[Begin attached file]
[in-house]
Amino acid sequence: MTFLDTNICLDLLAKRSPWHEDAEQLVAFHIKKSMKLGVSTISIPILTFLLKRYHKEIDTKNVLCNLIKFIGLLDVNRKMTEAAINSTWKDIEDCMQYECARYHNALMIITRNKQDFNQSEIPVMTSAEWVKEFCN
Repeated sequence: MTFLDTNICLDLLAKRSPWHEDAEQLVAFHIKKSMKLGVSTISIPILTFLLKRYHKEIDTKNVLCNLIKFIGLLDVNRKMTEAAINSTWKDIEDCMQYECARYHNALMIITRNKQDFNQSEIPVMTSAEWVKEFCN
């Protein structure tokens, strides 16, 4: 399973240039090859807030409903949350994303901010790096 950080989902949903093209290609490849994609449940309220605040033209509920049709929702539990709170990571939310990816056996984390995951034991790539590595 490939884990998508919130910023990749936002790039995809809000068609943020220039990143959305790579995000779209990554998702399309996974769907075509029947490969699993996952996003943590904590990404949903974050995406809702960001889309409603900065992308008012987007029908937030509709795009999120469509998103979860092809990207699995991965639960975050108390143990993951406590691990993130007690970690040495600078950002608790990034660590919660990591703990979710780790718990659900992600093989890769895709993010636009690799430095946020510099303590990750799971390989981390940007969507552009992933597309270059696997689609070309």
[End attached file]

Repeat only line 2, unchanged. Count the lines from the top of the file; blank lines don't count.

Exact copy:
Amino acid sequence: MTFLDTNICLDLLAKRSPWHEDAEQLVAFHIKKSMKLGVSTISIPILTFLLKRYHKEIDTKNVLCNLIKFIGLLDVNRKMTEAAINSTWKDIEDCMQYECARYHNALMIITRNKQDFNQSEIPVMTSAEWVKEFCN